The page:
Exhausted, Ramana rested at the outer temple gate. The temple was soon opened for worship (puja). Ramana took his seat in the open pillared hall and sank again into samadhi, while the priest and the faithful celebrated the puja. As he sat like this a dazzling light suddenly appeared to him, flooding the whole temple. At first he thought this must be the appearance of the deity there. He rose to look in the inner sanctuary, where the image of God was situated, but all was dark there. So he found that the light had no natural origin, but, as suddenly as it had appeared, it vanished. Ramana sank back into samadhi. He had no idea that he was sitting next to the statue of Jnana Sambandar, one of the 63 Tamil saints. It is written that this saint, who lived in the early 7th century A.D., once saw a similar light at the same place.

Soon he was disturbed by the temple cook who wanted to lock the temple doors. Ramana asked for some food and to be allowed to spend the night there. Both were refused. The other visitors suggested that he should come with them to Kilur, a place approximately six furlongs away, where they were going to celebrate the puja again. There he could be given something to eat. So Ramana accompanied the group.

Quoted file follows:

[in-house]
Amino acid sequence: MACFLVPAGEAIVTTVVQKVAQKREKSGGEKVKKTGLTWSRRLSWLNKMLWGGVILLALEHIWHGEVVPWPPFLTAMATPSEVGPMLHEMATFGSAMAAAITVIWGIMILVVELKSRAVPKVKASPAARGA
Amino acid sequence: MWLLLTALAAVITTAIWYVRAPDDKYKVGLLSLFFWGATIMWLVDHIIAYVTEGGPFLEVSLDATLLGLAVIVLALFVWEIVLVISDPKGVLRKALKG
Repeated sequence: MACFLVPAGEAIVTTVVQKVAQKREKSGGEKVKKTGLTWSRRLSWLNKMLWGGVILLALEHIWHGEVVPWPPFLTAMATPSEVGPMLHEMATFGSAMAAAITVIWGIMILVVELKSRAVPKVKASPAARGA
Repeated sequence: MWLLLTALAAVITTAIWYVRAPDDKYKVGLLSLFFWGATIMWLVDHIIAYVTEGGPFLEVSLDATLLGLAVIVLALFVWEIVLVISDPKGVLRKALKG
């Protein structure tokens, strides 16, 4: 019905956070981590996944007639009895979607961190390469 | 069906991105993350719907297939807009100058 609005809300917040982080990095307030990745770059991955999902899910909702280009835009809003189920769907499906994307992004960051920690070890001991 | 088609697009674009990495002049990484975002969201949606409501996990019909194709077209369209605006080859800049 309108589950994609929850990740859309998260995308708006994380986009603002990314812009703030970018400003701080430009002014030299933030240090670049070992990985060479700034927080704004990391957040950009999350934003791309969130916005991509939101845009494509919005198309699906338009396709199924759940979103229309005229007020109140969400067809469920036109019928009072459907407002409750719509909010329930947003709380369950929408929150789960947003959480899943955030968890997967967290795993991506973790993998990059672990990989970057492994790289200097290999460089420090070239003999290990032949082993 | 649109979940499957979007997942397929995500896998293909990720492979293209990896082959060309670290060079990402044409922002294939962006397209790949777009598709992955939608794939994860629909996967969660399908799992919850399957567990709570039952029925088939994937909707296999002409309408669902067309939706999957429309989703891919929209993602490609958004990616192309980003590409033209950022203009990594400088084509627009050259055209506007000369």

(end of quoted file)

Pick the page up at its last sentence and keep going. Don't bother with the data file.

At the Viratteswara temple in Kilur the priest celebrated the second service of the evening together with the faithful and Ramana again sank into samadhi. By the time the ceremony came to an end it was already about 9 p.m. Again he asked the priest for something to eat from the offered food (prasad) and again his request was refused. The temple drummer, who had been watching the young Brahmin, felt sorry for him and said to the priest, “Sir, give him my share.”

There was no drinking water available in the temple, so Ramana was sent to the house of a neighbouring scholar (sastri). He was totally exhausted and while he was waiting there for water, holding his leaf full of cooked rice, he either fell asleep on his feet or fainted and fell to the ground. Some minutes later, when he awoke, a crowd of curious onlookers had gathered round him. The rice was scattered on the dirty road. Because nothing of the blessed prasad was allowed to be spoiled Ramana collected each grain of it, ate, drank the water which had been brought to him and laid down on the bare ground to sleep.